This week the Kohen Gadol (High Priest) is commanded in sartorial law. The Torah instructs the creation of eight intricate garments that must be worn at all times by Ahron. Each vestment functions on a specific spiritual level. One, however, seems to also have a mundane raison dêtre.
The Torah instructs the Kohen Gadol to wear a Me’il , a four cornered blue-wool garment worn like a sandwich-sign. The hem of this majestic robe was adorned with an alternating array of 72 functioning gold bells and small pomegranates. Unlike most of the vestments, where the Torah just commands what to sew, the Torah explains the purpose of the Me’il. Exodus 28:34 “Its sound (i.e., the bells) shall be heard upon entering the Sanctuary before Hashem.” The Torah continues to tell us that if the Kohen Gadol dares enter the sanctuary without that bell adorned garment, he is subject to a decree of untimely death.
It is nearly impossible to fathom divine reasoning for each vestment. The written Torah does not give an explicit explanation as to why the Kohen must wear the belts, tunics, and turbans. Yet when it tells us about the bells at the bottom of the Me’il it justifies their existence with a very mundane reason. “Its sound shall be heard upon entering the Sanctuary before Hashem.” Our sages explain that the Torah is teaching a moral lesson: one should announce himself before entering any room.
I am amazed. Does Hashem, who knows every mortal’s move, have a “knock before entering” sign on the doorway of His sanctuary? Why, of all places, is this the place to teach etiquette? Couldn’t the Torah have found more mundane whereabouts to direct the people about proper behavior upon entering a room?
The young widow who entered Reb Shlomo Zalman’s* study was obviously distraught. In addition to the loneliness and pain she experienced, a sense of urgency was about her. She had recurring pangs of guilt. She wanted to do something spiritual to memorialize her dear husband. Perhaps she should establish a free loan fund or contribute books to the Yeshiva library. Or perhaps there was an act of spiritual self-improvement that she should perform.
Reb Shlomo Zalman waited till she finished and then instructed her to listen to his advice very carefully. “I understand your need to do something spiritual as a tikkun (uplift) for your husband’s soul. This is my advice to you. Go out and buy some toys for your children, take them to the park and enjoy life with them. Forget the quest for the great spiritual tikkun and help your children rejoice in life. That will bring the greatest tikkun for your husband.”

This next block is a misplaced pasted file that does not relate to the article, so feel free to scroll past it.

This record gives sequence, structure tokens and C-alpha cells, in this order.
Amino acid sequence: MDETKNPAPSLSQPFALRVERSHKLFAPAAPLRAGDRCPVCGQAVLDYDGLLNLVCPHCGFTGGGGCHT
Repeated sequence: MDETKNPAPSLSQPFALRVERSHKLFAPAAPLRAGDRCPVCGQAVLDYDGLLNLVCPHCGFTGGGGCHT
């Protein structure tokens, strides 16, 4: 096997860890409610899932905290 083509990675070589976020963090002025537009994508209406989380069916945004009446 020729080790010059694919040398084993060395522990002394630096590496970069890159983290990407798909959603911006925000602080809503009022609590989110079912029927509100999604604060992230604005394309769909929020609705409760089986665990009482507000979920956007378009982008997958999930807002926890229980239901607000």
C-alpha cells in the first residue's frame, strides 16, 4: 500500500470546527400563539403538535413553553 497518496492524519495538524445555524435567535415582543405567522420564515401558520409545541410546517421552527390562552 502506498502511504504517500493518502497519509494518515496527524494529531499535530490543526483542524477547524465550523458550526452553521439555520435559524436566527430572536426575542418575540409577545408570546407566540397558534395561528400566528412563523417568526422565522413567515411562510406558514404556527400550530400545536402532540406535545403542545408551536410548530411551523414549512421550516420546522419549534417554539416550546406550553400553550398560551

The Kohen’s bells teach us all a great lesson. Upon entering the Holy of Holies, the Kohen’s thoughts may become so focused on attaining the high level of spirituality that he may forget simple courtesy. He may forget to knock before entering.The Torah tells us that the search for spirituality can never supersede simple etiquette. We often have dreams and lofty spiritual goals. How many toes do we step upon to achieve them? How many doors do we burst through to prescribe our morals to inattentive ears?
This week the Torah tells us that even the High Priest — the holiest of mortals — as he converges on the Kodesh HaKodoshim — the holiest of places — in the quest to perform the most spiritual of Judaic rites — must remember one simple thing. It is the same thing that the poor farmer must remember before trudging into his home: basic courtesy. Don’t forget to knock. And the foremost place to teach us that lesson is the Holy of Holies. Good Shabbos!
* Rabbi Shlomo Zalman Auerbach (1910-1995) was one of the foremost Torah Scholars of our generation. Dean of Yeshiva Kol Torah, his Halachic rulings guided thousands world over. This story is adapted from And From Jerusalem his Word c 1995 Hanoch Teller, N.Y.C. Pub Co.
This issue is dedicated in loving memory Nochum Moshe ben Yosef
by Sam & Ingrid Davies and Family
Text Copyright © 1996 by Rabbi M. Kamenetzky and Project Genesis, Inc.
The author is the Dean of the Yeshiva of South Shore.